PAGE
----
I simply do not understand where the Secretary of State gets his information from or how he can reach such a conclusion. The relationship between the social work and the health authorities in Scotland is quite disgraceful. For a long time I was involved with Strathclyde regional council and the linking with several health boards. Everyone in the social work authority saw as one of the areas of shame the total failure to develop adequate relationships with the health boards.

Scotland has twice as many in-patients in mental hospitals as the remainder of the United Kingdom. Throughout the whole of Scotland during 1987 only one local authority had a day centre for the mentally ill. There is no comprehension of the numbers of old people who are sent to prison ; Scotland is only just beginning to count them. Scotland only received support financing in 1980, four years later than England and Wales. It was only in 1985 that support and joint financing were introduced to put Scotland on an equal footing with the remainder of the United Kingdom--10 wasted years after it had been introduced in England and Wales.

I regret to say that the Secretary of State for Scotland, unlike the Secretary of State for Wales, has failed to give any lead in that area. Once again, Scotland lags behind Wales, which has had a co-ordinated strategy for the mentally handicapped for the past 10 years and has now introduced a co-ordinated strategy for mental illness. Scotland has nothing like that. I do not know how the right hon. Gentleman can claim that the relationship between the social work and the health services is working well. In 1979-80, the very excellent report "Scottish Health Authorities Priorities for the Eighties"--SHAPE--identified as category A priorities care of the elderly, the mentally ill and handicapped, physically handicapped and prevention and community nursing--all issues in the community care area.

Despite those category A priorities, at the end of that decade the proportion of expenditure on areas such as the mentally ill and handicapped had fallen--yet the Secretary of State says that it works well. The right hon. Gentleman played his part in producing the "Working for Patients" document, which achieved something quite remarkable--in its 100 pages it failed to mention mental illness. It takes a great deal of effort to write 100 pages on health and fail to mention mental illness. The numbers of the mentally ill are awesome--1 million people a year need some form of psychiatric care, and one person in eight will spend some time as an in- patient during his lifetime.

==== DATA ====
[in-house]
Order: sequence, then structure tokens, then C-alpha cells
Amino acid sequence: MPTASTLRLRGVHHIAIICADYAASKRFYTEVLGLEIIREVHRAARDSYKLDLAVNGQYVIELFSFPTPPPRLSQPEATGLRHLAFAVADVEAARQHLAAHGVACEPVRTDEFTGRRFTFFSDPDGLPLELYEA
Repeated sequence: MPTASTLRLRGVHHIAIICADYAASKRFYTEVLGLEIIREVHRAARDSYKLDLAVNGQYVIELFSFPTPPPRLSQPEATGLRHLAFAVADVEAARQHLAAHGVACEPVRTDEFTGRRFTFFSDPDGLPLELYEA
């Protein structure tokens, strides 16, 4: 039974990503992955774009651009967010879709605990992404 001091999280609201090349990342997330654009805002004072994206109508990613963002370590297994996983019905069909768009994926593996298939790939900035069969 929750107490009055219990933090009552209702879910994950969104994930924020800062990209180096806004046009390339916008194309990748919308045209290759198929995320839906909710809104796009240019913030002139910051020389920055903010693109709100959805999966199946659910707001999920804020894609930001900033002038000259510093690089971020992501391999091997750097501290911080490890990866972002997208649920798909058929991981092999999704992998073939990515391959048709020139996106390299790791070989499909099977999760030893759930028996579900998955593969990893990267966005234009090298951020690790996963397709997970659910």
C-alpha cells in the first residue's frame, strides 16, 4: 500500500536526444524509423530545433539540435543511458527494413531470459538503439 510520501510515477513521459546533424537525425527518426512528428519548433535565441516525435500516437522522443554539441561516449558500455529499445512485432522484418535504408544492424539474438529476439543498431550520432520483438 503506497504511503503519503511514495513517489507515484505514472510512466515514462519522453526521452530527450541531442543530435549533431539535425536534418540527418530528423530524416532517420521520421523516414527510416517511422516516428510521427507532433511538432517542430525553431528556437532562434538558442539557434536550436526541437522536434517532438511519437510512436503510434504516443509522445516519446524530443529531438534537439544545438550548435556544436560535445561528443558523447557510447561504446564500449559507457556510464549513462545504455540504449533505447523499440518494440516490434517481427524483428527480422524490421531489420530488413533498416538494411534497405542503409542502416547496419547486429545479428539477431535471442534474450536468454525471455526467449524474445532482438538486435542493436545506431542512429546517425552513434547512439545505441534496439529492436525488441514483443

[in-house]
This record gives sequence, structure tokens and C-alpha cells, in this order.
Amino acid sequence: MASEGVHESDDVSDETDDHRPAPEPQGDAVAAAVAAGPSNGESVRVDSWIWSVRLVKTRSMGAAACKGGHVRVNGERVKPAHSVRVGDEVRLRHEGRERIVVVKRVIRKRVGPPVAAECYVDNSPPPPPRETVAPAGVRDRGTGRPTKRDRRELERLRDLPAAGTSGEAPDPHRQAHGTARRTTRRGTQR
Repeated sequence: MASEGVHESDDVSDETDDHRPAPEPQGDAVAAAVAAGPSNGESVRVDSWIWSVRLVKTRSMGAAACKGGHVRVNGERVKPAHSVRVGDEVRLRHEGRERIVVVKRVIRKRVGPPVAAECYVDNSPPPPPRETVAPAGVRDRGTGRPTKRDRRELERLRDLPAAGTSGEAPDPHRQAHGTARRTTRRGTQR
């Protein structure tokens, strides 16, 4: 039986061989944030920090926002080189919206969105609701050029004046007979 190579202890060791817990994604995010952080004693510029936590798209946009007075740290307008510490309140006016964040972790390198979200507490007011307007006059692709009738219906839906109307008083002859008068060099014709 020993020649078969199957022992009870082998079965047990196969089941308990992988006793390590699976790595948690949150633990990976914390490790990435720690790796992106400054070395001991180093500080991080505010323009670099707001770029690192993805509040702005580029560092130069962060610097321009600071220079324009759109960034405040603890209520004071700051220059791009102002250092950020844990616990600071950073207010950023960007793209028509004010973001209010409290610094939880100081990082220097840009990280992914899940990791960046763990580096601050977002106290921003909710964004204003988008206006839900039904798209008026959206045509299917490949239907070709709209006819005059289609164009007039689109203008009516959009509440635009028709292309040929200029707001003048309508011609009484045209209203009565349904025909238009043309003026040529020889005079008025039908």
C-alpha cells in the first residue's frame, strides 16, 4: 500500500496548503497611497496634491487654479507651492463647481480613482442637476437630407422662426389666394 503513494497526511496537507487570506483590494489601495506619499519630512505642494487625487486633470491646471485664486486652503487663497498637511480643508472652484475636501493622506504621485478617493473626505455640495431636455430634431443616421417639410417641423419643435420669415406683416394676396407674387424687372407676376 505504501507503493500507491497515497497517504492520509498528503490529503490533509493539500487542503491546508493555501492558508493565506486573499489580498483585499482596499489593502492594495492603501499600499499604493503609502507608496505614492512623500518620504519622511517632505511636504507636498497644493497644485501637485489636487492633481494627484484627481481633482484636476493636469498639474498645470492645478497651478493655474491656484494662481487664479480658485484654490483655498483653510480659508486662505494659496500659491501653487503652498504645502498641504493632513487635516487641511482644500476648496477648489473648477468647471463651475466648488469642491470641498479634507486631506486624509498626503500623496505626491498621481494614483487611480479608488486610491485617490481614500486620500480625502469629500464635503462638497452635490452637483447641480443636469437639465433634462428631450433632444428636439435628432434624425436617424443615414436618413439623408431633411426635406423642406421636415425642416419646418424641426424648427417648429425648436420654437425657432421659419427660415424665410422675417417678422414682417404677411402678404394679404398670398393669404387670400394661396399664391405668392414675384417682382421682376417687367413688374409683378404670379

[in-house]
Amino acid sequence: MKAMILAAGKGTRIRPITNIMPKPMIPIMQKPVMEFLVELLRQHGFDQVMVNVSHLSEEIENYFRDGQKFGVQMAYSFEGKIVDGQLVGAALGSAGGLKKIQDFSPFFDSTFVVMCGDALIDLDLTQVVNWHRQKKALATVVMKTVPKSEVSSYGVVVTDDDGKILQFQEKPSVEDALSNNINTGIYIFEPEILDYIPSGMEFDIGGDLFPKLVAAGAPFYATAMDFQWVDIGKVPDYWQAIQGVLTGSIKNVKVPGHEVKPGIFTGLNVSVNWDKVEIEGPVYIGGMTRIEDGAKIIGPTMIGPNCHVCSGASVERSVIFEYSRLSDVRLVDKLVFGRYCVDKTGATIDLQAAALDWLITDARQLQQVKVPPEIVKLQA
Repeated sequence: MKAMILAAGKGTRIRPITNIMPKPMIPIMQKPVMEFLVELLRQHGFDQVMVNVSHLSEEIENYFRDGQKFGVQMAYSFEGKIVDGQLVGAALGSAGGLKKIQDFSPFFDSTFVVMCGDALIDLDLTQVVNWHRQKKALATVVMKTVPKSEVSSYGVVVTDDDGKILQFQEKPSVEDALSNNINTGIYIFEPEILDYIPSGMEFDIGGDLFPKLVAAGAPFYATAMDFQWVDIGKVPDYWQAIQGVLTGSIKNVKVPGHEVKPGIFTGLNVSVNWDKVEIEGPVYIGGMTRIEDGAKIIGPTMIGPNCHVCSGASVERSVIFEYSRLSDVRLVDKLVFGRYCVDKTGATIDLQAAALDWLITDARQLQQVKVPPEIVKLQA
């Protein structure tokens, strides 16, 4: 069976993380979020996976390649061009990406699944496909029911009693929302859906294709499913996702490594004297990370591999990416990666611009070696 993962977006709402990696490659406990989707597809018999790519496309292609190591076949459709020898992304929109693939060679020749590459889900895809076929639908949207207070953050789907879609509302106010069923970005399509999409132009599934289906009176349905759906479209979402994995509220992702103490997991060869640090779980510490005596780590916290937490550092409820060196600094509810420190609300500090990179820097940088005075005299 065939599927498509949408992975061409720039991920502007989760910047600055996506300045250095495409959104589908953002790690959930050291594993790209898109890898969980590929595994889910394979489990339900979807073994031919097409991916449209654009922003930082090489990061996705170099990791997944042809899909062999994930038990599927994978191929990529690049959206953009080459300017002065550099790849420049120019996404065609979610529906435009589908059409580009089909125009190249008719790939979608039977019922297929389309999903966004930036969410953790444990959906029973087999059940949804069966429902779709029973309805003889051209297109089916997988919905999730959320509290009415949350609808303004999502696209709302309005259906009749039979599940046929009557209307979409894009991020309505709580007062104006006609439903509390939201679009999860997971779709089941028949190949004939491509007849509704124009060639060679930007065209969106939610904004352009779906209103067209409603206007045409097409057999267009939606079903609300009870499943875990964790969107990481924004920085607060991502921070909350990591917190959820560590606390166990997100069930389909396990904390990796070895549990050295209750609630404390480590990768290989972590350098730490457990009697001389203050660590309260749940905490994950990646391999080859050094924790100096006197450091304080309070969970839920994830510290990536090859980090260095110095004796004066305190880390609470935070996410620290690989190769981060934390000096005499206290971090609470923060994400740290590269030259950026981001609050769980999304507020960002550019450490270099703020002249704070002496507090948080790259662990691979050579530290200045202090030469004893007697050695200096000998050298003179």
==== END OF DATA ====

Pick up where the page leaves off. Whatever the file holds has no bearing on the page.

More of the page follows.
The White Paper is nothing but a cost-cutting exercise because it just deals with areas where a great deal of money is spent, such as acute care and drugs, and questions how that expenditure can be reduced. It does not address the Cinderella services such as mental illness and care of the elderly.

The White Paper is obsessed with increasing the number of a doctor's patients. I am reminded of a visit that I made during the recess to a hospital in my area and the

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comments made there by mental health patients. One of them wrote to me saying that five years ago she found that getting a general practitioner to take her on to his list was a problem. That person said that she had since gathered information from other patients, one of whom was told, "I am not taking you. You will call me out at night." Another had to try three doctors, each of whom turned her down, before the fourth took her on his list. The letter went on : "My own case was dramatic as a local doctor's receptionist accepted me and made an appointment for the end of the week. My hospital registrar then wrote to the GP telling him my history and on the Thursday I had a recorded delivery letter stating that a mistake had been made and the GP could not take me on. The appointment was therefore cancelled."